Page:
Academic journal article Perspectives in Public Health

Improving Autism Care: The NICE Quality Standard

Academic journal article Perspectives in Public Health

Improving Autism Care: The NICE Quality Standard

Article excerpt

In the United Kingdom, an estimated 700,000 people have autism. Of these people, approximately 80,000 are children of school age. In recent years, there have been concerted efforts at a national level to address the complex needs of people with autism through the Autism Act 2009 and initiatives like the 2010 National Autism Strategy. As a result, there is greater awareness of autism and a rise in the number of people diagnosed with the condition. One of the main issues for people with autism, their families and their carers is the variation in care across the country. In some areas, people with autism do have access to high-quality, personalised care, but in others, there is a clear need for improvement.

Integrated autism care

The National Institute for Health and Care Excellence (NICE) has published a new quality standard to improve the quality of care and support for children, young people and adults with autism in England and Wales. This quality standard aims to support commissioners as they plan local autism services and provide health and social care practitioners with advice and information to ensure that they are delivering high-quality care. The quality standard can also help service users, their families and carers better understand what sort of care they should be getting.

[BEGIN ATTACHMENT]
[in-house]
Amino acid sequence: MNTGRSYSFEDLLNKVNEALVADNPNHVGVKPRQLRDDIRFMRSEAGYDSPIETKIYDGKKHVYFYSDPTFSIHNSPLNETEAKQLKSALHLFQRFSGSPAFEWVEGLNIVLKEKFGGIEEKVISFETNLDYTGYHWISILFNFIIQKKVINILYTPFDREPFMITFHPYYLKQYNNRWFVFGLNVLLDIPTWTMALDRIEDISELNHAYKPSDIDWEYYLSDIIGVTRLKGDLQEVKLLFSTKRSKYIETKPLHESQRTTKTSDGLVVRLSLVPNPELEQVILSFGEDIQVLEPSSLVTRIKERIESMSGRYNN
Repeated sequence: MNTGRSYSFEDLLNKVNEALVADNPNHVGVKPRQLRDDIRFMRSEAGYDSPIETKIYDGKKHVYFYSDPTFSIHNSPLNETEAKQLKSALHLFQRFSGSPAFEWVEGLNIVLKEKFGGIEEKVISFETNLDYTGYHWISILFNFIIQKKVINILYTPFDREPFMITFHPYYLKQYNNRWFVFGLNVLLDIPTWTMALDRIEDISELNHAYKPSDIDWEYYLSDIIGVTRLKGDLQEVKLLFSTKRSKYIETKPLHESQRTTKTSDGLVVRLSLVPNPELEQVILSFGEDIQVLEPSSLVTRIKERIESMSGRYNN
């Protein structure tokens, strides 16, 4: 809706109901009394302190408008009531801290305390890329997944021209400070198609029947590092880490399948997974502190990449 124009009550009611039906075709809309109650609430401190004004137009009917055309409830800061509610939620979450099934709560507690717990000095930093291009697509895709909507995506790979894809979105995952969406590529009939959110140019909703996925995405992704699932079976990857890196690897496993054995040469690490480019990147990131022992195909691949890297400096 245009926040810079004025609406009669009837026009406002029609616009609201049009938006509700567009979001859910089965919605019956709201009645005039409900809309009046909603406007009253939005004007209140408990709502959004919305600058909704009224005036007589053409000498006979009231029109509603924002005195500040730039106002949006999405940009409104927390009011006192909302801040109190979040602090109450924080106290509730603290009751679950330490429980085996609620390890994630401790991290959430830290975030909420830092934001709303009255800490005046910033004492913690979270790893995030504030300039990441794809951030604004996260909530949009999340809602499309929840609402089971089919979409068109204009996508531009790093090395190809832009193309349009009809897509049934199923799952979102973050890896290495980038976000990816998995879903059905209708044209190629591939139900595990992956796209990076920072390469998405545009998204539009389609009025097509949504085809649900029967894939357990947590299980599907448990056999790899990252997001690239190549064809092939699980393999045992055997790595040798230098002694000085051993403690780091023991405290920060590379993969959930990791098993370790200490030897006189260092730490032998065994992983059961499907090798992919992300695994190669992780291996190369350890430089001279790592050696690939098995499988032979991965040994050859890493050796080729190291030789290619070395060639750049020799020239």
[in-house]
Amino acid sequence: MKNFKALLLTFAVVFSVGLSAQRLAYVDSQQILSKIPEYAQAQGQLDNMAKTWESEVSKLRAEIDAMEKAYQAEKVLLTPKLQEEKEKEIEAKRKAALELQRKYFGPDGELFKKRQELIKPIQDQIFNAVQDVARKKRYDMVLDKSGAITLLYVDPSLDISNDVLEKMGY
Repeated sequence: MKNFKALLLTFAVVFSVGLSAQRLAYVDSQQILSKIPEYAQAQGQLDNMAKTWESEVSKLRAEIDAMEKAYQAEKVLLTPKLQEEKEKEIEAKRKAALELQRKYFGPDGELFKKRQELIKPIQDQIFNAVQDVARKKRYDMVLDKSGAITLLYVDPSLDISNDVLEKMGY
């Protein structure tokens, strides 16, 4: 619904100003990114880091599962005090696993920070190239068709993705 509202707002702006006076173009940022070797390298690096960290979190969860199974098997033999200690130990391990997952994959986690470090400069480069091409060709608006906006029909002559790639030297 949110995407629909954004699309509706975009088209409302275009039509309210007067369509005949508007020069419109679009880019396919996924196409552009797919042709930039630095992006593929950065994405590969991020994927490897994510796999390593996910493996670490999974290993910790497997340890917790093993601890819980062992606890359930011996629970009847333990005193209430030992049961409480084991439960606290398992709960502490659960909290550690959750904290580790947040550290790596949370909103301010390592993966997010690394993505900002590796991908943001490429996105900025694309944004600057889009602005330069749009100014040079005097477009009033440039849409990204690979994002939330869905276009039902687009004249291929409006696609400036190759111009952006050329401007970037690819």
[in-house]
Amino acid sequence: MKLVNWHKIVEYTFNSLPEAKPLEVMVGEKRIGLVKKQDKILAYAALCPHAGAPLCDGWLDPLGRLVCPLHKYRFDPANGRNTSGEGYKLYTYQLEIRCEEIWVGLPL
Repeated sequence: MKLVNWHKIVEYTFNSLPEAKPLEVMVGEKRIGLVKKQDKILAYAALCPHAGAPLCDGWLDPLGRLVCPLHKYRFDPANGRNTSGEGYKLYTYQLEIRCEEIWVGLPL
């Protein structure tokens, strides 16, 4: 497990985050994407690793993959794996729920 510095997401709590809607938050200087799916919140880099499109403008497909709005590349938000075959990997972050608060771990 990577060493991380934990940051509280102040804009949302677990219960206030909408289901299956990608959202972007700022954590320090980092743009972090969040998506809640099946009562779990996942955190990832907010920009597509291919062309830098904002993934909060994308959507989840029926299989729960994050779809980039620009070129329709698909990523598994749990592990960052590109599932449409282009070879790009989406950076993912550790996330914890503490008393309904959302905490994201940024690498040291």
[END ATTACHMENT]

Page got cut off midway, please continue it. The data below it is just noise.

People with autism have impairments in social interaction and social communication, combined with restricted interests and rigid and repetitive behaviours, often with a lifelong impact. These problems can substantially affect a person's quality of life, and can lead to social vulnerability. Accessing high-quality care, and the continuous support they need, can be emotionally draining and frustrating for them, their families and carers. Equally, it can be difficult for commissioners to plan services that meet those needs in a clinically and cost-effective way.

High quality, standardised care

The NICE quality standard is designed to standardise and improve autism care. It features eight quality statements that show what good care looks like and outlines the essential components of effective autism services. The standard has been developed collaboratively with health, social care and public health practitioners, along with their partner organisations, patients, carers and service users. …

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